Women in Forestry
Finding the next generation of sawfilers: A sawfiler’s guide
By Jaqualynn Gray
By Jaqualynn Gray
Saw filing is quickly becoming a dying art due to retirement and lack of fresh young blood, so to speak. Not only is the saw filing population primarily male, but most of these men are nearing retirement age. It’s time we take steps to get younger men and women involved in this specialized field in the sawmill industry.
In 2016, approximately one third of the workers in manufacturing in the U.S. were reported as female. With this many women in the manufacturing industry as a whole, the absence of females in maintenance and precision-oriented positions, such as saw filing, is astounding. If we, in the lumber industry, focus on being inclusive, have set training programs, and become more transparent about what the job entails, we can change this. Actively recruiting female employees to the sawfiler and maintenance shops will open doors that, perhaps, they haven’t thought about before. Small changes made by companies and mills now can lead to a big change in the tide of young workers of all genders.
A simple change that should happen, and can happen quickly, is making saw filing more inclusive of women. In my case, being a female sawfiler was a bit of a novelty, and I found the mill was lacking the basic need of a female bathroom. Designating bathrooms for each gender and ensuring they are all kept clean is a small and cost-effective change that can be made quickly and easily. This ensures your employees feel cared for and shows women that they have a place in the industry.
Designated breakrooms for filers that are separate from their workspace is another way to make sure that your people, both old and new, feel respected. Putting effort into a clean, well-kept, and thought-out break area will attract and keep employees. Employees feel more valued when the areas they need for basic daily personal tasks are provided.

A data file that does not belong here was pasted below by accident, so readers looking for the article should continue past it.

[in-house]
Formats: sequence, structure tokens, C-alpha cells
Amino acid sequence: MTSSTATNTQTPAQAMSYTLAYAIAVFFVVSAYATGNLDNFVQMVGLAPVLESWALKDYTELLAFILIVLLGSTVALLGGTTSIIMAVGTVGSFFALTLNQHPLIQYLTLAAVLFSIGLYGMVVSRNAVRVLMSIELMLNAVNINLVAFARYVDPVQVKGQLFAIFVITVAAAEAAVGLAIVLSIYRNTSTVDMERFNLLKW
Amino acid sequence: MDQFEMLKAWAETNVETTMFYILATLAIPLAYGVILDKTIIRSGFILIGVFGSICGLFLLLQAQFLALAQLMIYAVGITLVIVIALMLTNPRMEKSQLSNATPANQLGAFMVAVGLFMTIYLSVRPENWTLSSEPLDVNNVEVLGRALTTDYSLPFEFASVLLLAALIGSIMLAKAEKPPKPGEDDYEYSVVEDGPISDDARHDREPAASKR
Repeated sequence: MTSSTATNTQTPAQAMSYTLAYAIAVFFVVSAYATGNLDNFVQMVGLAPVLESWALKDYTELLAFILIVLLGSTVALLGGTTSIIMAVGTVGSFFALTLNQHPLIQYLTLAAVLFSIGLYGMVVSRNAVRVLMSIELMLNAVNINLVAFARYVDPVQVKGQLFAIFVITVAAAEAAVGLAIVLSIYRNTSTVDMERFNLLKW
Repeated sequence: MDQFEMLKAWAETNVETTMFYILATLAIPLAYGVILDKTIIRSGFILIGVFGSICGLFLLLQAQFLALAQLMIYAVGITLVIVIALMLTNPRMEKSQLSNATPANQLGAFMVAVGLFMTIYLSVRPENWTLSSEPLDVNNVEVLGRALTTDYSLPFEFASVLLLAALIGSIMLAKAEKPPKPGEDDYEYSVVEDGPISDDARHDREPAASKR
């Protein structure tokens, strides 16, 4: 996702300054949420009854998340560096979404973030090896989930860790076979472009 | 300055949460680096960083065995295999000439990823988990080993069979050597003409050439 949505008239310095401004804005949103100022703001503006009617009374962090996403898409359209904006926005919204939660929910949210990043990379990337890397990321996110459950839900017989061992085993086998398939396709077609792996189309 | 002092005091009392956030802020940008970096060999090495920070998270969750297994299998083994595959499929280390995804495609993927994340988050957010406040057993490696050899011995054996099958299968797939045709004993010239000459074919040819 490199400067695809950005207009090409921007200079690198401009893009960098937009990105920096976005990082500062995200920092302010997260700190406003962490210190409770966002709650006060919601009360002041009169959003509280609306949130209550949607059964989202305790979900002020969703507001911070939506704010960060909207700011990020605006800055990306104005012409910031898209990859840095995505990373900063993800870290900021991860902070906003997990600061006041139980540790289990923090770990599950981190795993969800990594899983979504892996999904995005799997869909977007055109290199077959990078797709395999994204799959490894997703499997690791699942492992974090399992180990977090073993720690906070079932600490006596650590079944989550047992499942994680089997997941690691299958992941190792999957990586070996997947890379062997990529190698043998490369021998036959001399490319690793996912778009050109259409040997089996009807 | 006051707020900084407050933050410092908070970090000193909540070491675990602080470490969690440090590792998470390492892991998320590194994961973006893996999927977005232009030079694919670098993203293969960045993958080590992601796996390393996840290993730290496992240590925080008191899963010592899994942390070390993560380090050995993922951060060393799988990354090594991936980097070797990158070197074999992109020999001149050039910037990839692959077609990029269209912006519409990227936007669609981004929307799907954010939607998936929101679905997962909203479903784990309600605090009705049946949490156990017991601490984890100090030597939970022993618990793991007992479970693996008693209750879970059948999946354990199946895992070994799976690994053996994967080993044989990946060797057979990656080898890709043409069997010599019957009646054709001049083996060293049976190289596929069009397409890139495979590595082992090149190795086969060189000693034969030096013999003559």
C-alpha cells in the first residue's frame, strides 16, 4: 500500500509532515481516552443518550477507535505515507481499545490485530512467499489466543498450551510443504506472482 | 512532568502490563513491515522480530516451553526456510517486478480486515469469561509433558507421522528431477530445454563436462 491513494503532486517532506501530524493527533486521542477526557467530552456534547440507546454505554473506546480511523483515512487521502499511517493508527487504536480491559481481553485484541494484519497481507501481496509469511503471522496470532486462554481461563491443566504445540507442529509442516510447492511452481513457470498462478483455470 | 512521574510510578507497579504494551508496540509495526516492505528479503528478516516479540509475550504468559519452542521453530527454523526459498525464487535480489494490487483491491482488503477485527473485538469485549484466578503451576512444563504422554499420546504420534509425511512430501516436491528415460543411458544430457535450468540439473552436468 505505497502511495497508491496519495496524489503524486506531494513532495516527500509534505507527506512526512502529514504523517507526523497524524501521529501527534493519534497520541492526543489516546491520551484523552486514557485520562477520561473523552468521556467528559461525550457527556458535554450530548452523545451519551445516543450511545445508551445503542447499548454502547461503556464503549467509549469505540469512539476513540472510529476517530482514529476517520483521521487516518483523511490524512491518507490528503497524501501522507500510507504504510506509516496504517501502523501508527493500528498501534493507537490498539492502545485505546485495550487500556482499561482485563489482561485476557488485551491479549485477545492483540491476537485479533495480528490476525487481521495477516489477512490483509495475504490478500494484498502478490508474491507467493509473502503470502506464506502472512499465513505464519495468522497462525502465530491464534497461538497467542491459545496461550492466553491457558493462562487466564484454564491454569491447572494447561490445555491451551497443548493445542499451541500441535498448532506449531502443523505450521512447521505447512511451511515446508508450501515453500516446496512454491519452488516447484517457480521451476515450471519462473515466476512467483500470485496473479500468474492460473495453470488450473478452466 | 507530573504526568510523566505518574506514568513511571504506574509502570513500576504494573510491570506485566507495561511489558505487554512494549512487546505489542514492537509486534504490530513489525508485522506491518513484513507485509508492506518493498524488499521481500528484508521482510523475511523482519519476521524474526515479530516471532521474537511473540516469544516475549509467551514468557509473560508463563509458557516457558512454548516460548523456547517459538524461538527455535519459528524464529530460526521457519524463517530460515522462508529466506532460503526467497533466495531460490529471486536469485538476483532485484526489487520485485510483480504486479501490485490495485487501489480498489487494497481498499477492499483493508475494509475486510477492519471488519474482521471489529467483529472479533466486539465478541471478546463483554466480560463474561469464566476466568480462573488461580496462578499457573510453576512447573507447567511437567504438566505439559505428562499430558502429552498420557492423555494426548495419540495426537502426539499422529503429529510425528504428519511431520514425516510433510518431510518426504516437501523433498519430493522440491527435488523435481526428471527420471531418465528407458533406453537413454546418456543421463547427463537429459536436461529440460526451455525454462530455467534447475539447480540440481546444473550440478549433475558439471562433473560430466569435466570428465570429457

Structured training programs that begin from Day 1 on the job can help set firm expectations and show new employees their paths for promotion. Building a program that encourages new skills and is a constant evolution of previous skills can make a world of difference for the young employees.
Cross training within the mill can also be a benefit by allowing employees, who may not have considered other career paths, to see if another job there better suits them. This can also allow supervisors to give new and young employees a chance to explore different trades within the mill and give them goals to work towards.
Industry gatherings, such as trade shows and mill tours, are also an invaluable tool for sharing knowledge. These types of get-togethers also create a sense of community that promotes loyalty and encourages problem solving as a team.
An additional way to create interest and recruit young employees of all genders is to create exposure and transparency with the job. Many young people do not know what saw filing is or what the job entails. Partnering with local trade schools for internships can expand the field of higher qualified applicants. Bringing sawfiling trade schools back and bringing technology into our shops will spark excitement.
Filing rooms often find a product or equipment they prefer and never evolve past it. But setting that habit aside and embracing new technology can make all the difference. Not only will using current technology ensure females feel confident they can do the task, but it will also reduce injuries for all workers by reducing back and strain injuries. New technology in the file rooms will promote productivity and unique skill sets for the next generation.
In conclusion, creating inclusive workspaces, building solid training programs, and creating transparency in the job will bring in the newer generation of saw filers. Embracing the changes of today’s world and building new resources for our workforce will benefit filers, young and old. Providing education, expounding on skills, and building a solid foundation for a long career are key elements to welcoming in a new age.
The article is part of our 2020 #FileWeek coverage. Read more here.
Jaqualynn Gray is an EHS supervisor at West Fraser’s lumber mill in Augusta, Ga. Previously, she was a sawfiler and relief operator in the sawmill.